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Astronomical 4-inch Refracting Telescope by Alvan Clark & Sons

Auction:
2345
Lot:
222
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Auction:
Clocks, Watches & Scientific Instruments - 2345
Location:
Boston
Date / Time :
July 29, 2006 10:00AM

Description:

Astronomical 4-inch Refracting Telescope by Alvan Clark & Sons, engraved on the body-cap Alvan Clark & Sons, Cambridgeport, Mass., 1891, with 52-inch lg. lacquered-brass tube, rack-and-pinion focusing with threaded eyepiece extension and eyepiece with dust-slide, total lg. 77 in., in brass collar with wingnut to altazimuth mount, on oak tripod with reverse baluster-turned head and brass plaque of Thomas Hall, Optical and Electrical Supplies, 19 Bromfield St., Boston, in original fitted case.

Provenance: From information supplied by a former owner, this previously unrecorded Alvan Clark telescope was a gift to the American poet and physician Oliver Wendell Holmes in 1891. Upon his death in 1894, the telescope was bequeathed to his son, later the U.S. Supreme Court Judge, Oliver Wendell Holmes Jr. Upon his death in 1935, the instrument was passed to It was a gift (but he didn't know from whom) in 1891 to Dr. Oliver Wendell Holmes (Sr.) who died in 1894 and left it to his son (Jr.) who later became U.S. Supreme Cout Justice. Upon his death in 1935, the telescope passed to his nephew Edwin Holmes (president of the Fine Arts Society in Boston), and then to his nephew Charles Beaman, who used the instrument occasionally on Burnt Island. It was eventually sold at auction by Sotheby's in 2002.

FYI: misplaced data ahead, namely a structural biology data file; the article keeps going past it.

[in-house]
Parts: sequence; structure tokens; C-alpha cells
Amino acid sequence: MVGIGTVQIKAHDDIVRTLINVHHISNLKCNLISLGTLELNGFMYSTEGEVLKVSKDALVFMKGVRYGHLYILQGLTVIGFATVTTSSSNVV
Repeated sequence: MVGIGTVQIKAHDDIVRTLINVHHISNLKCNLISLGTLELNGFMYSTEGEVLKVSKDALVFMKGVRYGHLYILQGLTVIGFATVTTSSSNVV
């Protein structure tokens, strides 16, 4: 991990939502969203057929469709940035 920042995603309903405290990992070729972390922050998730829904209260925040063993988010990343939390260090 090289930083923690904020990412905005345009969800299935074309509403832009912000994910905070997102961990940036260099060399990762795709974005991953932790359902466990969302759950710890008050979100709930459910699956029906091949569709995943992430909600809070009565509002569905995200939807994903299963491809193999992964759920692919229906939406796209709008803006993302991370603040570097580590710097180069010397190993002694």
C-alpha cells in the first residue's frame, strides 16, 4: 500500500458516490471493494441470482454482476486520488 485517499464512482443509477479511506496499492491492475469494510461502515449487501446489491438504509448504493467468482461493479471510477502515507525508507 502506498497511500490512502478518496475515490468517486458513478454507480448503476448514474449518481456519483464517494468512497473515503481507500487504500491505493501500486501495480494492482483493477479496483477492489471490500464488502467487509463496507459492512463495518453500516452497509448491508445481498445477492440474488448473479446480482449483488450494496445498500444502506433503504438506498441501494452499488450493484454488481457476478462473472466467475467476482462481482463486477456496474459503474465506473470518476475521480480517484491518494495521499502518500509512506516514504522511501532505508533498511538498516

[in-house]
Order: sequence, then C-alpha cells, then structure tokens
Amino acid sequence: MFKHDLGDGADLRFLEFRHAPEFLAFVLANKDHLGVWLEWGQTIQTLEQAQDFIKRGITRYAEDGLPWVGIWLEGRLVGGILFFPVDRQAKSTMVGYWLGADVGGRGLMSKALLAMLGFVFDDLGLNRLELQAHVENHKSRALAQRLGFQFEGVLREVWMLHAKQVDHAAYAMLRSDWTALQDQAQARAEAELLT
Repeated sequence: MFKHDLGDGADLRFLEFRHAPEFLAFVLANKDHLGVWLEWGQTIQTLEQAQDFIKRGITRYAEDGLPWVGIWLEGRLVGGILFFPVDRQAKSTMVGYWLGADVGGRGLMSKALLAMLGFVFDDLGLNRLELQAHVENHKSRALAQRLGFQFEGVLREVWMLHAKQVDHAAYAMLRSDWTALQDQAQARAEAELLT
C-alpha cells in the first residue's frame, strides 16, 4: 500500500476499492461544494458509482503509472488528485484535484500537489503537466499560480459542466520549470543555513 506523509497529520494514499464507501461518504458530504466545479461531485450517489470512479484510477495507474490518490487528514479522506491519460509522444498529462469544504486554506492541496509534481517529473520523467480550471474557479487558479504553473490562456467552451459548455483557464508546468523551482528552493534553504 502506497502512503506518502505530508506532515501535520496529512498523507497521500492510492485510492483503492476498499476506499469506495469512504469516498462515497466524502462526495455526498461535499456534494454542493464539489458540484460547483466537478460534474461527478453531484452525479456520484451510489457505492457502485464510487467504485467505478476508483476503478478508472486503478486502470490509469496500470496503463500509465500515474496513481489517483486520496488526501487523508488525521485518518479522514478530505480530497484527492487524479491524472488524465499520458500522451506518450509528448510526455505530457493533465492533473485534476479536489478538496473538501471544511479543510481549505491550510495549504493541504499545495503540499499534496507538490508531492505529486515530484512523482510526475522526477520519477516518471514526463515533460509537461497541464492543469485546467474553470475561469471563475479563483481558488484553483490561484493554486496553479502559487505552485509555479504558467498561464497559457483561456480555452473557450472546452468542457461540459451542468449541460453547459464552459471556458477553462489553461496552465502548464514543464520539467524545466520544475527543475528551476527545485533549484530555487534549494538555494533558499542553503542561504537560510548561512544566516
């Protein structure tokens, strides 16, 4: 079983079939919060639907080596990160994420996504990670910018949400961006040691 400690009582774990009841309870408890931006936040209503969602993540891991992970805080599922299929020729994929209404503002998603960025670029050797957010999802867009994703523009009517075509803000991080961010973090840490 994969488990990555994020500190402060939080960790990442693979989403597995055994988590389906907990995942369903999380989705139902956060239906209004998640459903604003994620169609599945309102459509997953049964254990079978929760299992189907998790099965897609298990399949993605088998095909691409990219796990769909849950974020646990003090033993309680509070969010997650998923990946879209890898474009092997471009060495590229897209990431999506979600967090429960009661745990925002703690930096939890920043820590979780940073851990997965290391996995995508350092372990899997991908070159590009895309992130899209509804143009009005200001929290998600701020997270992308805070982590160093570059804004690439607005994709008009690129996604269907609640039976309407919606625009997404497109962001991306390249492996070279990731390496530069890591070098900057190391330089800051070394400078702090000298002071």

Note: Born in Cambridge, Massachusetts, and educated at Andover and Harvard, Holmes was a prominent 19th century thinker and writer, who is credited as being the inspiration behind his friend Arthur Conan Doyle's detective, Sherlock Holmes. The fictional detective and the writer both shared combined interests in science and medicine, and Wendell Holmes was also a keen collector of stereoscopic photography. He patented and popularized the successful Holmes-Bates hand-held stereoscope, commenting on the subject of optics, that "the only way to be sure of getting a good instrument is to try a number of them, but it may be well to know which are worth trying".
Estimate $10,000-15,000

Keywords

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